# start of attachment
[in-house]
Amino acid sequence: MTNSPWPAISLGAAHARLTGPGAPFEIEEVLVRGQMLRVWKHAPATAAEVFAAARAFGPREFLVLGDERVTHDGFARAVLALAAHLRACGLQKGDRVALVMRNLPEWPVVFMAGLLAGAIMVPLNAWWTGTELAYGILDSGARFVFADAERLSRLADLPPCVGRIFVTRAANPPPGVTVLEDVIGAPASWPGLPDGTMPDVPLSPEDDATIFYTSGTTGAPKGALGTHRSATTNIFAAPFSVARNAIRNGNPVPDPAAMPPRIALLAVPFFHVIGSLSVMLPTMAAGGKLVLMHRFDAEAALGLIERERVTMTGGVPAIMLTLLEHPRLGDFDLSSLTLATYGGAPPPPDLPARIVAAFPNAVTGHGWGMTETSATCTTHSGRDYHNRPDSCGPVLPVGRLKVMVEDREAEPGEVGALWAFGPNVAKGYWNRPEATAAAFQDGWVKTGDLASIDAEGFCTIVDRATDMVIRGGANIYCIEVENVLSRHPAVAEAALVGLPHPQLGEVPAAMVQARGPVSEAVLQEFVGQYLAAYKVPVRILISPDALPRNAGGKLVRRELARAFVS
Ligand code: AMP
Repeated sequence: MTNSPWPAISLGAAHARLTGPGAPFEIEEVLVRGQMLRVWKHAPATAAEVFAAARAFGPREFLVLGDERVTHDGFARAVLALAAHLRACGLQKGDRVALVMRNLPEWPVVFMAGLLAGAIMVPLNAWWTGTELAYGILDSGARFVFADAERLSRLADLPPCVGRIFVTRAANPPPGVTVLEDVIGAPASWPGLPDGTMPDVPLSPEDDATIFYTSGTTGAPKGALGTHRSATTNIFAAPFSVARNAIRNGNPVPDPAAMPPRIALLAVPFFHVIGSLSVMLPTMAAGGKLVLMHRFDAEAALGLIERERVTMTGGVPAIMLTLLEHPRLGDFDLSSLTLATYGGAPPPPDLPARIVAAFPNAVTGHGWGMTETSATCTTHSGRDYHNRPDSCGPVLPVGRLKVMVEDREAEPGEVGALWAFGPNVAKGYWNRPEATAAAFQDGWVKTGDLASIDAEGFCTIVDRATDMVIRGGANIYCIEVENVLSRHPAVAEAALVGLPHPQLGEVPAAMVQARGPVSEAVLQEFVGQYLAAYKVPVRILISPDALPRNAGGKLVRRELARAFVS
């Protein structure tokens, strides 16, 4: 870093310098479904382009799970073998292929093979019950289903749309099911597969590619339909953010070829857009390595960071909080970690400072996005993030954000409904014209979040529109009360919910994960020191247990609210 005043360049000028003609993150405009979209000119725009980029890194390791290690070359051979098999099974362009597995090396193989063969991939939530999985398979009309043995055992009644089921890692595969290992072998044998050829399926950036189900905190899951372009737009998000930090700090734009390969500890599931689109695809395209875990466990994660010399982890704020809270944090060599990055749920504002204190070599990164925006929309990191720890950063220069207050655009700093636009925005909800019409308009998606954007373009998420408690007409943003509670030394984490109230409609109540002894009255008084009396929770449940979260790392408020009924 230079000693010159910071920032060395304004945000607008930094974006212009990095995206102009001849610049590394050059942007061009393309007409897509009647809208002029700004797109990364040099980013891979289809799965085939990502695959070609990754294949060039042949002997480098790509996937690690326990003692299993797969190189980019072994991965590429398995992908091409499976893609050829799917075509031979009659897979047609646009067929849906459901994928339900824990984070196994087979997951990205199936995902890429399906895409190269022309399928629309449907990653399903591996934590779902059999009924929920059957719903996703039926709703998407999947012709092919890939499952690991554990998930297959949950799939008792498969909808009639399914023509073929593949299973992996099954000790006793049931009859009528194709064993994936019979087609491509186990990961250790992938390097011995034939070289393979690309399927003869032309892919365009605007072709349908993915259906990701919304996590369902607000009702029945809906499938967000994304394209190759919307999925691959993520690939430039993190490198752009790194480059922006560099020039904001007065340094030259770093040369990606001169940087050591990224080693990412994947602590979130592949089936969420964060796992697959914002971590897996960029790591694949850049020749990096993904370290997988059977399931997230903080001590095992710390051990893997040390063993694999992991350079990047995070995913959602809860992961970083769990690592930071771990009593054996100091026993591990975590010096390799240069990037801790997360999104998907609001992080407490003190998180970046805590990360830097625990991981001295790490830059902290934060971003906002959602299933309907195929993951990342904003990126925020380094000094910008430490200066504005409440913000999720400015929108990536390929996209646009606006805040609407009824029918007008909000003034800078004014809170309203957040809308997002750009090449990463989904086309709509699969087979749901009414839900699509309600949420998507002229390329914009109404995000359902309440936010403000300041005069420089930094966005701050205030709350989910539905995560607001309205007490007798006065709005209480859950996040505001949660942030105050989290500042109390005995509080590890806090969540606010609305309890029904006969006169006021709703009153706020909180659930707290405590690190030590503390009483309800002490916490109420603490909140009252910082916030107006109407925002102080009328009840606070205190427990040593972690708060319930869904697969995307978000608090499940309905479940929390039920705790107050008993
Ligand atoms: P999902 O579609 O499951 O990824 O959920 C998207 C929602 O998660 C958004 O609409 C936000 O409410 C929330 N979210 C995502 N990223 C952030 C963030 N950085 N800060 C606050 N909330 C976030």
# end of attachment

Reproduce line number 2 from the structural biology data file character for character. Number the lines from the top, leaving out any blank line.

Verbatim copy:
Amino acid sequence: MTNSPWPAISLGAAHARLTGPGAPFEIEEVLVRGQMLRVWKHAPATAAEVFAAARAFGPREFLVLGDERVTHDGFARAVLALAAHLRACGLQKGDRVALVMRNLPEWPVVFMAGLLAGAIMVPLNAWWTGTELAYGILDSGARFVFADAERLSRLADLPPCVGRIFVTRAANPPPGVTVLEDVIGAPASWPGLPDGTMPDVPLSPEDDATIFYTSGTTGAPKGALGTHRSATTNIFAAPFSVARNAIRNGNPVPDPAAMPPRIALLAVPFFHVIGSLSVMLPTMAAGGKLVLMHRFDAEAALGLIERERVTMTGGVPAIMLTLLEHPRLGDFDLSSLTLATYGGAPPPPDLPARIVAAFPNAVTGHGWGMTETSATCTTHSGRDYHNRPDSCGPVLPVGRLKVMVEDREAEPGEVGALWAFGPNVAKGYWNRPEATAAAFQDGWVKTGDLASIDAEGFCTIVDRATDMVIRGGANIYCIEVENVLSRHPAVAEAALVGLPHPQLGEVPAAMVQARGPVSEAVLQEFVGQYLAAYKVPVRILISPDALPRNAGGKLVRRELARAFVS